Dr. Venkatasamy Rama Krishna

Dr. Ramakrishna Venkatasamy

Dr. Ramakrishna Venkatasamy

Born in Mauritius and trained in Forestry in the UK soon after High School, I returned to Mauritius and worked in the Forestry Services of the Ministry of Agriculture in major afforestation projects for a number of years. I was subsequently attached to a new Wildlife Project which had as main objective to save two endemic species of birds, the Mauritian Pink Pigeon and the Mauritian Kestrel, at that time on the verge of extinction, with only a few individuals left in the wild. The work was in collaboration with the World Wild Life Fund, and had the opportunity to work with Gerald Durrell, and the Durrell Wild Life Trust.

At some stage decided to go back to the UK for further studies and went through programmes in Woodscience, Material Science, Biodeterioration, Environmental Biology and Microbiology, eventually ending with a doctorate in Environmental Microbiology.

I have been involved in research and teaching in the UK for a few years, and spent some years working on the biological and microbiological decay and deterioration of timbers from the hull of the Mary Rose, with a view to setting directions as to its preservation. The Mary Rose, a warship of the English Tudor navy of King Henry VIII, which sank in the waters of the Solent, off the coast of Portsmouth, in 1545, and laid in the muds of the Solent until it was re-discovered in 1971. It was raised in 1982 and exposed in a Museum in Portsmouth.

I subsequently left the UK and took up a Lecturing/Professorship position at MOI University in Kenya, which also included lecturing at the University of Nairobi (Kenya), and at times at universities in Uganda, Tanzania and South Africa. I worked in close collaboration with the Departments of Fisheries, Wildlife Management and Environmental Sciences in Kenya, continued in research, mainly on the environmental and health and safety aspects and impacts of wood preserving chemicals. Results of the findings, together with the findings of other researchers from other parts of the world, eventually led to the banning of Copper-Chrome-Arsenate preservatives worldwide. A number of papers came out of the investigations and other studies in Kenya, which also resulted in attendance to a number of International Conferences. Whilst in Kenya, I also collaborated with some national and international organizations, including the Kenya Forest Department, the Ministry of the Environment, the FAO, UNEP, UNDP, USAID, GTZ, IDRC, UNESCO, and several National and International NGOs; and in South Africa, the Forest Owners Association (FOA), the South African Pulp and Paper Industry (SAPPI), the Council for Scientific and Industrial Research (CSIR), and the South African Wood Preservers Association (SAWPA).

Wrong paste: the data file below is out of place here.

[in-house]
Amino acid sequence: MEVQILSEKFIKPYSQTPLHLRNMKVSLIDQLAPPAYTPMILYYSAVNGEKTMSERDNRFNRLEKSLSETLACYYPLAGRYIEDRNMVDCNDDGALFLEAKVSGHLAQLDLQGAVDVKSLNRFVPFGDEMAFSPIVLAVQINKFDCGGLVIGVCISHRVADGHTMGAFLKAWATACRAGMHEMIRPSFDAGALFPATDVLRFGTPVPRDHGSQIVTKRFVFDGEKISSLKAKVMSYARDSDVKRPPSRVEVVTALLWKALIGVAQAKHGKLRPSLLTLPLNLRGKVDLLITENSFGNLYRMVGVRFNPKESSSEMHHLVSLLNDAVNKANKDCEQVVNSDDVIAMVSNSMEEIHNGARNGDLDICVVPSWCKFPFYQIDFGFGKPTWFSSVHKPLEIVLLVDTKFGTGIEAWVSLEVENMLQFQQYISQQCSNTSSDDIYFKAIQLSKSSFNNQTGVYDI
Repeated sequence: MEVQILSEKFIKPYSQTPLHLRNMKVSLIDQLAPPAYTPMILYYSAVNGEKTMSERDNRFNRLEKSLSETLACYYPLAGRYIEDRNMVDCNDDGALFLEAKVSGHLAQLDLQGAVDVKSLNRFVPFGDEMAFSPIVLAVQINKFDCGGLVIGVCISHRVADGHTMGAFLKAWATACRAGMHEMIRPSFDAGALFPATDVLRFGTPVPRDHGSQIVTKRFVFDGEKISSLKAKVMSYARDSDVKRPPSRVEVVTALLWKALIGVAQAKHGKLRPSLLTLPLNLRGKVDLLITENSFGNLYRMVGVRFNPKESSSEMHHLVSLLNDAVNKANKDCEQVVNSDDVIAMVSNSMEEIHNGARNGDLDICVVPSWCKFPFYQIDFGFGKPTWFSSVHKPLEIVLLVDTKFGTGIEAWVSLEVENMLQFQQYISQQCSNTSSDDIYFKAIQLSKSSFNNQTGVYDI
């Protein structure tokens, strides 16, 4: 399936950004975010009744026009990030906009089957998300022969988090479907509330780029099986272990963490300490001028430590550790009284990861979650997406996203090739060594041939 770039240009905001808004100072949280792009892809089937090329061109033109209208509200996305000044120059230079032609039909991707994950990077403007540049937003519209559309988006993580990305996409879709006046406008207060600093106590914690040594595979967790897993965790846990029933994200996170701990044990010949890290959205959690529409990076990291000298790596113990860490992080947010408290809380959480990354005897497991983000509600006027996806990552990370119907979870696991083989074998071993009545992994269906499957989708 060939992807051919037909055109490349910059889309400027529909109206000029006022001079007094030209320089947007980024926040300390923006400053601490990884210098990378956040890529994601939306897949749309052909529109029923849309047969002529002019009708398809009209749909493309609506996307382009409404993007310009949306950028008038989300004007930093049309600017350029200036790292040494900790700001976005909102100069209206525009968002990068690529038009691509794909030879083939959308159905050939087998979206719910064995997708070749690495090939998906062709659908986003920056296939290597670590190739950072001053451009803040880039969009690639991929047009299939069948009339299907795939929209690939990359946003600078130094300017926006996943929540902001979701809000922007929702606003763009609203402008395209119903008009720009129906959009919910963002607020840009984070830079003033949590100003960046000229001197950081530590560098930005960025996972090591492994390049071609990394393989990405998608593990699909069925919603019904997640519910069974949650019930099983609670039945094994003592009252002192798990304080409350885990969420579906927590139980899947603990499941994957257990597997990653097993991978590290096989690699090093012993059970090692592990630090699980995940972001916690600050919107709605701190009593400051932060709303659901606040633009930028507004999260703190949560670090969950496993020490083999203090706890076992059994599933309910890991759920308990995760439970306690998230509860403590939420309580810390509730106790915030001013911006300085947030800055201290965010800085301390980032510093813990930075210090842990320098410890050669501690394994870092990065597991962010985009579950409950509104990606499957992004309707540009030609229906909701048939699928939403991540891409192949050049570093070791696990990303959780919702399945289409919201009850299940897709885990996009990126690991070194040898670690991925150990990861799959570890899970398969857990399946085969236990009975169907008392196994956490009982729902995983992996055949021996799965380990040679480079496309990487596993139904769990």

Apart from lecturing, I was also involved in Curriculum Development, acting as external examiner in Tanzania, Uganda, and South Africa; developed a Curriculum for a Master?s Programme in Woodscience, and initiated a PhD Curriculum for a Doctorate Programme before I left. I have also been a Member of the Moi University Senate for over 10 years. Further, I initiated the formation of a national NGO to establish projects within the sustainable land use and agricultural practices domains.

I eventually left Kenya in 2008, landed in Mauritius in transit, where I have occasionally lectured at the University of Mauritius in Environmental Management. I have also, together with others, started a Company (EnviroSolutions Ltd), dealing mainly with environmental management. And now a Founding Member of the Biodiversity Alliance (BA).